Washington, D.C. – Today, Florida Congressman Daniel Webster (R-Clermont) and 201 of his colleagues sent a letter to Treasury Secretary Yellen reasserting their concerns with the Administration’s proposal to expand the data collected on Americans’ bank accounts.

“I have been adamantly opposed to this financial surveillance being pushed by President Biden,” said Rep. Webster. “This proposal would lead to a supercharged, overly powerful IRS with Orwellian ability to invade Americans’ privacy. Under the guise of catching fraud, the Biden Administration would force local banks to be agents of the IRS and report transactions such as parents making a college payment for their son or daughter or paying for a new roof to be installed on their home.”

The lawmakers wrote, “Your proposal, if enacted and regardless of the compliance threshold, will likely sow further distrust in our financial system due to the ongoing and valid concerns about the IRS’s ability to protect the privacy and financial data of the American people and potentially enlarge the unbanked population.”

Background:

On September 13th, Rep. Webster and 142 members of Congress wrote expressing concern with the Administration’s plan to require financial institutions and other financial services providers to report a range of new data points on accounts with annual gross inflows and outflows totaling more than $600 to the Internal Revenue Service (IRS).

Following that letter, the Department of Treasury responded on September 29th attempting to justify their actions as an effort to “close the tax gap”. However, they failed to address the privacy implications of their proposal. Recently, the Administration and the majorities in Congress have begun considering increasing the threshold from $600 to $10,000 (or an even higher amount). Arbitrarily increasing the threshold to $10,000, as most recently proposed, will still apply to individuals at every rung of the income ladder.

Click here for a copy of the letter sent today. Full text is below.

Dear Secretary Yellen:

On September 13th, 142 Members of Congress wrote to you expressing concern with the Administration’s proposal to significantly expand the amount of financial data collected on virtually every American. Since then, hundreds of thousands of our constituents have reached out to our offices – in addition to every state bank and credit union association, and many state financial officers – voicing their opposition to this initiative. Your Department’s response to these concerns was not only insincere, but it also demonstrated just how out-of-touch the proponents of this effort are with the grave and sincere concerns that millions of Americans have with this idea.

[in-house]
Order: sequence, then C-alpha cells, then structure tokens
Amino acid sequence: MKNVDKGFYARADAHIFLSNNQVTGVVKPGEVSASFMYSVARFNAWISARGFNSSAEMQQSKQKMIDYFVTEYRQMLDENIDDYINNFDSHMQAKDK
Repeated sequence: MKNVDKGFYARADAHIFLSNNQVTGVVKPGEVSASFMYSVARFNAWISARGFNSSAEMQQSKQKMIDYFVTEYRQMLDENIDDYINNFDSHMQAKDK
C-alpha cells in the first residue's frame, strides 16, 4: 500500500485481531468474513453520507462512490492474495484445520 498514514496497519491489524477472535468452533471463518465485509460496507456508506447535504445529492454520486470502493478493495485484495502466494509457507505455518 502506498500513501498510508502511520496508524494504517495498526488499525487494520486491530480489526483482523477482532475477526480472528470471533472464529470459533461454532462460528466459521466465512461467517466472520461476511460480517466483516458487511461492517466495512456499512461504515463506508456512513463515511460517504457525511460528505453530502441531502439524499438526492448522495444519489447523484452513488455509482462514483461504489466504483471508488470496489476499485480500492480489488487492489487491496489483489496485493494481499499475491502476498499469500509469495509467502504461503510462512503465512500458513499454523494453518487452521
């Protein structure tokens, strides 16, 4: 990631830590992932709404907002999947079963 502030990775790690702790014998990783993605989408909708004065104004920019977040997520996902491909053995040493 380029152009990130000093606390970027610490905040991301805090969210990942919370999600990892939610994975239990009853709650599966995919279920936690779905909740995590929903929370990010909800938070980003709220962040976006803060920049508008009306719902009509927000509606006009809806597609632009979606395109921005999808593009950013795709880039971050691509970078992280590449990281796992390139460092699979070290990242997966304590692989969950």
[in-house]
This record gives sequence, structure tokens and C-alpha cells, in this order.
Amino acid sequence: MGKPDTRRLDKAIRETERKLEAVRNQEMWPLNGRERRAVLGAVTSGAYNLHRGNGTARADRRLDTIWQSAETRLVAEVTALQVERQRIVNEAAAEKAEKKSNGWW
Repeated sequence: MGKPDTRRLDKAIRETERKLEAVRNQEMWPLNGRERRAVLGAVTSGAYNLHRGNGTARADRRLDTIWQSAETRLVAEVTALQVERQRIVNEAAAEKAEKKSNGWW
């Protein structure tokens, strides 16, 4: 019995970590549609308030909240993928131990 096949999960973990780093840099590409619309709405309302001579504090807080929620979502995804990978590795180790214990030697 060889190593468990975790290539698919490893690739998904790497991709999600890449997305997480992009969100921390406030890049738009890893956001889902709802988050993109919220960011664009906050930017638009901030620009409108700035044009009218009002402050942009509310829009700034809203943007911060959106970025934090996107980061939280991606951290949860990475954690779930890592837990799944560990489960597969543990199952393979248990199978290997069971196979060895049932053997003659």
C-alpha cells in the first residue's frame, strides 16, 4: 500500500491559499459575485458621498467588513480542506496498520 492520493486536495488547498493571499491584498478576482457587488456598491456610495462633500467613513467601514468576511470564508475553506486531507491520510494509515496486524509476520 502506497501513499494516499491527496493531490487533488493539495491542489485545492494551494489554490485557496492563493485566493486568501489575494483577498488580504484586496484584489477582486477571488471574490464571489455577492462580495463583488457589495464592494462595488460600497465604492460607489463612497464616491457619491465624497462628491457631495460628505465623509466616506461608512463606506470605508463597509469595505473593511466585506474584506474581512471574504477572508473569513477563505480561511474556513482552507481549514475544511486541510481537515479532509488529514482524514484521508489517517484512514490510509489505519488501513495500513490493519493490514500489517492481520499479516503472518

The Treasury Department’s initial plan sought to require financial institutions and other financial services providers to report a range of new data points on accounts with annual gross inflows and outflows totaling more than $600 to the Internal Revenue Service (IRS). After receiving pushback from Americans in every state, there have been reports that the Administration and the majorities in Congress are considering increasing the threshold from $600 to $10,000 (or an even higher amount).

The impact that these new reporting requirements will have on tens if not hundreds of millions of unsuspecting Americans cannot be emphasized enough. Arbitrarily increasing the threshold to $10,000, as most recently proposed, will still apply to individuals at every rung of the income ladder.

Further, your September 29th response cited enhanced transparency, improved tax compliance, and increased federal income as the main reasons for this proposal, while failing to substantively address one of our primary concerns: privacy protections. The IRS’s history when it comes to protecting Americans’ personal information is suspect at best. Not to mention, one of the foremost reasons so many Americans are unbanked is due to privacy concerns, according to a 2019 survey published by the FDIC.

Your proposal, if enacted and regardless of the compliance threshold, will likely sow further distrust in our financial system due to the ongoing and valid concerns about the IRS’s ability to protect the privacy and financial data of the American people and potentially enlarge the unbanked population.

Lastly, after a historic year when banks and credit unions were front and center, providing financial lifelines to families, businesses, and communities during the COVID-19 pandemic, we cannot emphasize strongly enough the negative impact that new and additional reporting requirements will have on these same financial institutions by your proposal. Financial institutions already report a tremendous amount of data to the IRS, and there is ample evidence to show that the IRS needs to do a better job using the information it already has to close the “tax gap.” The last thing our financial institutions need is another layer of administrative reporting requirements to take away from their daily efforts to provide the capital that is the lifeblood of Main Street America.

In light of our continuing concerns, and your inability to adequately address them, we ask you to abandon this proposal and encourage congressional Democrats to do the same. We must protect Americans and our financial system, not make them the victim of government overreach in the name of raising revenue.

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